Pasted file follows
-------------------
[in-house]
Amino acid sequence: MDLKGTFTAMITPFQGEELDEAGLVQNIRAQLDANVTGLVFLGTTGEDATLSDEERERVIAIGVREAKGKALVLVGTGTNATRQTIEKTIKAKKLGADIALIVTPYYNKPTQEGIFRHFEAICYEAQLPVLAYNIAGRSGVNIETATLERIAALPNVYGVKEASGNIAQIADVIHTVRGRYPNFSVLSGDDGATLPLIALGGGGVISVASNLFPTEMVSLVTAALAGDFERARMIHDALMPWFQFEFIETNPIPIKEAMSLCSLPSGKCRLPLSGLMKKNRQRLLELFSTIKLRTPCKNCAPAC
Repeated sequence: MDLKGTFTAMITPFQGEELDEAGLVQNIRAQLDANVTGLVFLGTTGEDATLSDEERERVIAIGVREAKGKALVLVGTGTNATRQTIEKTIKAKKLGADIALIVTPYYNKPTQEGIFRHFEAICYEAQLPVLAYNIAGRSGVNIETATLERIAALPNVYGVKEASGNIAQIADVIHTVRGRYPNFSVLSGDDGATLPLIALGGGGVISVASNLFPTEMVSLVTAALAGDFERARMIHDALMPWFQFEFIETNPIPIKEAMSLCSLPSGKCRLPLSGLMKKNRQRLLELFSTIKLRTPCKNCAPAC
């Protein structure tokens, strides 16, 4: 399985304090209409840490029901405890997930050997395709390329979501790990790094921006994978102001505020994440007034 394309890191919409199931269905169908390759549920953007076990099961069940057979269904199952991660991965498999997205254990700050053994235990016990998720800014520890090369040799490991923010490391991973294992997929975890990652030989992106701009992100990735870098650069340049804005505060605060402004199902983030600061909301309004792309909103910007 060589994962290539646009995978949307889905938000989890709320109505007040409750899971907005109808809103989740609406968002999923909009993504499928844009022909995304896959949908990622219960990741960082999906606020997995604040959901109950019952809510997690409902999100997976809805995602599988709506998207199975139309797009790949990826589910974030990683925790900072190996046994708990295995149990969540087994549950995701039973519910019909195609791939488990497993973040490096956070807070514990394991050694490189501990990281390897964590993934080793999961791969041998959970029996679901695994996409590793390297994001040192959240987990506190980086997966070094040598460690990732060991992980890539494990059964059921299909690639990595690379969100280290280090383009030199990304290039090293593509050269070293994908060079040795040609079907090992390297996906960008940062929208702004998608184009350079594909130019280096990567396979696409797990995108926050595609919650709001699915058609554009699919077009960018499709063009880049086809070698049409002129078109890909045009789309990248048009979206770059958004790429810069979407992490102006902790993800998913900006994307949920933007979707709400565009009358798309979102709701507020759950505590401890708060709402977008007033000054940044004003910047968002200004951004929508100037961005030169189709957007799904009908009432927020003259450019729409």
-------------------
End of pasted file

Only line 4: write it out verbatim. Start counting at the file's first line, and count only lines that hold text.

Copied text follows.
């Protein structure tokens, strides 16, 4: 399985304090209409840490029901405890997930050997395709390329979501790990790094921006994978102001505020994440007034 394309890191919409199931269905169908390759549920953007076990099961069940057979269904199952991660991965498999997205254990700050053994235990016990998720800014520890090369040799490991923010490391991973294992997929975890990652030989992106701009992100990735870098650069340049804005505060605060402004199902983030600061909301309004792309909103910007 060589994962290539646009995978949307889905938000989890709320109505007040409750899971907005109808809103989740609406968002999923909009993504499928844009022909995304896959949908990622219960990741960082999906606020997995604040959901109950019952809510997690409902999100997976809805995602599988709506998207199975139309797009790949990826589910974030990683925790900072190996046994708990295995149990969540087994549950995701039973519910019909195609791939488990497993973040490096956070807070514990394991050694490189501990990281390897964590993934080793999961791969041998959970029996679901695994996409590793390297994001040192959240987990506190980086997966070094040598460690990732060991992980890539494990059964059921299909690639990595690379969100280290280090383009030199990304290039090293593509050269070293994908060079040795040609079907090992390297996906960008940062929208702004998608184009350079594909130019280096990567396979696409797990995108926050595609919650709001699915058609554009699919077009960018499709063009880049086809070698049409002129078109890909045009789309990248048009979206770059958004790429810069979407992490102006902790993800998913900006994307949920933007979707709400565009009358798309979102709701507020759950505590401890708060709402977008007033000054940044004003910047968002200004951004929508100037961005030169189709957007799904009908009432927020003259450019729409």